One of the biggest hurdles to creating an engaging tragedy is designing a hero who will get the job done. A tragic hero must be deeply flawed, because they have to be the kind of person who will make the wrong choice at the end. But if they aren’t likable despite those flaws, the story’s engagement will suffer a great deal.
This gets easier if your hero isn’t outright villainous, just unwise or a little self-centered. Their flaw only needs to be bad enough to motivate them to make reckless choices or ignore the needs of others.
- Eddard Stark in Game of Thrones keeps sticking to his principles even when that jeopardizes his king and his family.
- Hamlet’s tragic flaw is that he won’t take action when it’s needed.
- Merlin prioritizes the welfare of Arthur over the many people who are suffering under the rule of Arthur or his father. However, he also puts Arthur before his own welfare, making it look more selfless.
- Carrie is vengeful. The people she wants to hurt deserve some punishment, but they don’t deserve death.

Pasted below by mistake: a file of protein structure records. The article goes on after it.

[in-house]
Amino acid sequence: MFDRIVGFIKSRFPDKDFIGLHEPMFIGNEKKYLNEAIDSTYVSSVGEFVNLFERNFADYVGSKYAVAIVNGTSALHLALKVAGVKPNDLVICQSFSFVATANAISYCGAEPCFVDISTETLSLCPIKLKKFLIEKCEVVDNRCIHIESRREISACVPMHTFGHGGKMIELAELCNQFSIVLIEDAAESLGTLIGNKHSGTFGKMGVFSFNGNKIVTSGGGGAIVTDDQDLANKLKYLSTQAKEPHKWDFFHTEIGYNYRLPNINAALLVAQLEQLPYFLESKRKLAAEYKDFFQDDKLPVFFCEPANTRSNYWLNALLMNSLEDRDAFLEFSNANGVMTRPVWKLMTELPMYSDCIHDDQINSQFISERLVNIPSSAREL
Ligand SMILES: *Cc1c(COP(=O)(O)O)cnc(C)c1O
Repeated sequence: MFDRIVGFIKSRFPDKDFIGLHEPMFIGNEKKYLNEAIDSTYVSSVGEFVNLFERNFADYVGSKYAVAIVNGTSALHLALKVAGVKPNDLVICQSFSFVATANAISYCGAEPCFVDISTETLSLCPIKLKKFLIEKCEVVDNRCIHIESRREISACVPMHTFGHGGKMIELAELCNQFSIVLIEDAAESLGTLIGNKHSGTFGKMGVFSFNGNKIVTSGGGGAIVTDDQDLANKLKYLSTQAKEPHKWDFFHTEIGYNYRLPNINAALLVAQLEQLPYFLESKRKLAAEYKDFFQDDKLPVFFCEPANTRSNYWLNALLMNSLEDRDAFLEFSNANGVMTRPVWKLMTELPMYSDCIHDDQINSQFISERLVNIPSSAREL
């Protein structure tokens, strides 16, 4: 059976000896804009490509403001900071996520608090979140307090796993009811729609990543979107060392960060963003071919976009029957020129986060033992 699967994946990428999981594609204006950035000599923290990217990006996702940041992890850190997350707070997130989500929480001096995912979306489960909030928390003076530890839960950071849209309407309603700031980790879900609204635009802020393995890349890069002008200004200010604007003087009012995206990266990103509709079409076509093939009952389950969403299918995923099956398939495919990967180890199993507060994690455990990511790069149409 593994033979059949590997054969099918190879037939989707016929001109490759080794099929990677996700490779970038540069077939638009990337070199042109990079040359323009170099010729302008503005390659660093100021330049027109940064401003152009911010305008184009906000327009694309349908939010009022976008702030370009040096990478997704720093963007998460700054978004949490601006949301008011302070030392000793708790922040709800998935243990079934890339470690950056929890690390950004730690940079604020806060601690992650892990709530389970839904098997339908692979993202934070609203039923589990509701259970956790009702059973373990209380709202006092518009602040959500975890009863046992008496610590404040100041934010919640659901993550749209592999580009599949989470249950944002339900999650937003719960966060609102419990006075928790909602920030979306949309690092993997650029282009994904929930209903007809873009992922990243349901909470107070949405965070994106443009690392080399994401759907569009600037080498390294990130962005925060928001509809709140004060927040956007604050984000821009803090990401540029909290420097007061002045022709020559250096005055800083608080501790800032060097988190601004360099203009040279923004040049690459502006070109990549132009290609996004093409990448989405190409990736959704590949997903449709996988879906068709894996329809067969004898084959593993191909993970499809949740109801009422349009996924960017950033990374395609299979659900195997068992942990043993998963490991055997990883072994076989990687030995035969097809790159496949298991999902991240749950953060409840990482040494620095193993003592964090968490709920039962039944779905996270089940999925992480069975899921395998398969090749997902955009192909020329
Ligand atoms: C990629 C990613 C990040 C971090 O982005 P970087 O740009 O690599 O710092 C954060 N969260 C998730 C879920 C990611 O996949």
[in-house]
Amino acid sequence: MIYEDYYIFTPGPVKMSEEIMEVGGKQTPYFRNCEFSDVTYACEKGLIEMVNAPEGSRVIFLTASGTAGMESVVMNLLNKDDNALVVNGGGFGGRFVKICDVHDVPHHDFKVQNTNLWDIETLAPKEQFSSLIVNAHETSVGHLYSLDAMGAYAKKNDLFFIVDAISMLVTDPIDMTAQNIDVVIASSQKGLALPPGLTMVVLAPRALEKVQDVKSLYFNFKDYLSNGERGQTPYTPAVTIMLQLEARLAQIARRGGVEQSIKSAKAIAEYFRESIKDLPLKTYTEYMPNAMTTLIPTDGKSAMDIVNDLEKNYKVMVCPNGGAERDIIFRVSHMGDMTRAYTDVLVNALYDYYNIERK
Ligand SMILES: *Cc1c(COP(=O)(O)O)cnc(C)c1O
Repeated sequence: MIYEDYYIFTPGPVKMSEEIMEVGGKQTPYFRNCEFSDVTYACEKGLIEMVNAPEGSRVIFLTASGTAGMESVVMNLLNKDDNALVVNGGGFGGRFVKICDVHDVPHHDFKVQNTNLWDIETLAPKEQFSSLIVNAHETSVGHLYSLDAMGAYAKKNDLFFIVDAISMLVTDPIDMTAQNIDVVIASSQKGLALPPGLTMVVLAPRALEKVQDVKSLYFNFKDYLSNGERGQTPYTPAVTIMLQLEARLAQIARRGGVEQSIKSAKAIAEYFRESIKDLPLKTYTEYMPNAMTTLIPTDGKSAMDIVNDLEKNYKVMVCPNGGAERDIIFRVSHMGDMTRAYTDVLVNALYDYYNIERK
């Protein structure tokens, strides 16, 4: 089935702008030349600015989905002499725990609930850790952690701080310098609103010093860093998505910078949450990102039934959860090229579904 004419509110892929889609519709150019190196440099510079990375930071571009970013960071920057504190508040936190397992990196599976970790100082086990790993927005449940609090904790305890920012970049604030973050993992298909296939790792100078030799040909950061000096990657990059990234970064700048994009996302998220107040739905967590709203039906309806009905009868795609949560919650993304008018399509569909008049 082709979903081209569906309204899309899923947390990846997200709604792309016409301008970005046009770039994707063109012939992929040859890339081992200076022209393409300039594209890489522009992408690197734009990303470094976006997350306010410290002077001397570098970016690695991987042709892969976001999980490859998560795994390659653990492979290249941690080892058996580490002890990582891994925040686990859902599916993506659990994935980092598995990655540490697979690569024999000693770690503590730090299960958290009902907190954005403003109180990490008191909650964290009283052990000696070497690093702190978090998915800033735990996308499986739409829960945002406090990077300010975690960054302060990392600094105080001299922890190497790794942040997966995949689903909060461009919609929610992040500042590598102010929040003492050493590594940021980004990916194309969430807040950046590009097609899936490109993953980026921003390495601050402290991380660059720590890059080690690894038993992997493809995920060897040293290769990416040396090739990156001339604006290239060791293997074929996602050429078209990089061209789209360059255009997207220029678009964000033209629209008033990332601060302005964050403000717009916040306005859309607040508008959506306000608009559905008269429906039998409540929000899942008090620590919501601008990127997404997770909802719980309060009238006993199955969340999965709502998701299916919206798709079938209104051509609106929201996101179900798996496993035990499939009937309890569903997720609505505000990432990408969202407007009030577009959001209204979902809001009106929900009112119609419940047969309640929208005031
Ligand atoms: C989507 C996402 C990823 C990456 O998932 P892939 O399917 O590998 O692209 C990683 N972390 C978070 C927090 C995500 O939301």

Some audiences will be frustrated with the choices of a tragic hero. That’s what happens when the audience cares about the outcome and they can see the character’s choice is disastrous. So if your vengeful hero chases after the big bad and your readers can tell it’s a trap, they may start yelling at the page. They might also insist the hero would never chase after the villain like that, even if the hero’s motivation is strong and their choice is in character.
One way to fix this is to make it less obvious that the character is making bad choices until consequences arrive. However, if you go too far, it may not feel like the character did anything wrong. Eddard manages to walk this tightrope because characters frequently benefit from noble but unwise decisions. This means audiences are unlikely to expect Eddard’s noble choice to backfire even if other characters warn against it.
Another option is to get the audience rooting for the misdeed. No one is sad about Carrie’s plans to hurt terrible people, even though the audience knows killing those people is wrong. An audience who loves dark stories is also less likely to be frustrated by tragic choices, so make sure your beta readers like the type of story you’re writing.